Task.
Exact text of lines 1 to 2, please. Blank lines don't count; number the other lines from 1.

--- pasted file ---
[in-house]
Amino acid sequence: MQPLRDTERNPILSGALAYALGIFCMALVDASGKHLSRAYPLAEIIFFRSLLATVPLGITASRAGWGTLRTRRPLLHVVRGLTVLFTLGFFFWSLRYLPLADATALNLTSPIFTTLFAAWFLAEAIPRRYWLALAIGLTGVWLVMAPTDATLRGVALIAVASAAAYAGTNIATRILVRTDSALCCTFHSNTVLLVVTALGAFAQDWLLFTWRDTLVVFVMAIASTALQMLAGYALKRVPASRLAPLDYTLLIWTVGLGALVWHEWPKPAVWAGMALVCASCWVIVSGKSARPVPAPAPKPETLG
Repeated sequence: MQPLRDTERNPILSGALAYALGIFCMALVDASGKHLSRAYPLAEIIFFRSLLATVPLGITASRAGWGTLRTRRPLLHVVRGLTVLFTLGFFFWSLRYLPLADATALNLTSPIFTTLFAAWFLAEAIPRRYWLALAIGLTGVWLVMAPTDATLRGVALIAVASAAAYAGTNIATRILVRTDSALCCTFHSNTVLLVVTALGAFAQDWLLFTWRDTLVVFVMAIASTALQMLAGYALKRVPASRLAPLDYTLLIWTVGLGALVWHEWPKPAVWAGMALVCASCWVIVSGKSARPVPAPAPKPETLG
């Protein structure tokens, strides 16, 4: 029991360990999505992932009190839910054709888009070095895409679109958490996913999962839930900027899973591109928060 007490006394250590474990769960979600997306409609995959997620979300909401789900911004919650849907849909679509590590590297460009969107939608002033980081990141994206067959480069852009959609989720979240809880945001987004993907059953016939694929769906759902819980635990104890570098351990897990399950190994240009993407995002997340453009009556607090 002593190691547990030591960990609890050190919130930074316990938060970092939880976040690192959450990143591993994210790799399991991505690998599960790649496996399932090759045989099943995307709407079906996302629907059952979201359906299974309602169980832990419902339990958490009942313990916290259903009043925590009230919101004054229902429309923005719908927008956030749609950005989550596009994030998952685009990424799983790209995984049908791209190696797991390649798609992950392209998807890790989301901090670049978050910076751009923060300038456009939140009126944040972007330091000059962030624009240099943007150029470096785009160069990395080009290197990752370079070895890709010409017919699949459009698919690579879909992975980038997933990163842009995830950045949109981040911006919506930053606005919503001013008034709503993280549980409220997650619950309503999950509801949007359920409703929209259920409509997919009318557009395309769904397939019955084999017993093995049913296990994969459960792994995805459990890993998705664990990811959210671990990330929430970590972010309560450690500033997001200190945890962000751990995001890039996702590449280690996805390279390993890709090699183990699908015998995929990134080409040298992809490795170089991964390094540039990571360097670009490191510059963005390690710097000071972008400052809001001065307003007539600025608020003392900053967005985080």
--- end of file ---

[in-house]
Amino acid sequence: MQPLRDTERNPILSGALAYALGIFCMALVDASGKHLSRAYPLAEIIFFRSLLATVPLGITASRAGWGTLRTRRPLLHVVRGLTVLFTLGFFFWSLRYLPLADATALNLTSPIFTTLFAAWFLAEAIPRRYWLALAIGLTGVWLVMAPTDATLRGVALIAVASAAAYAGTNIATRILVRTDSALCCTFHSNTVLLVVTALGAFAQDWLLFTWRDTLVVFVMAIASTALQMLAGYALKRVPASRLAPLDYTLLIWTVGLGALVWHEWPKPAVWAGMALVCASCWVIVSGKSARPVPAPAPKPETLG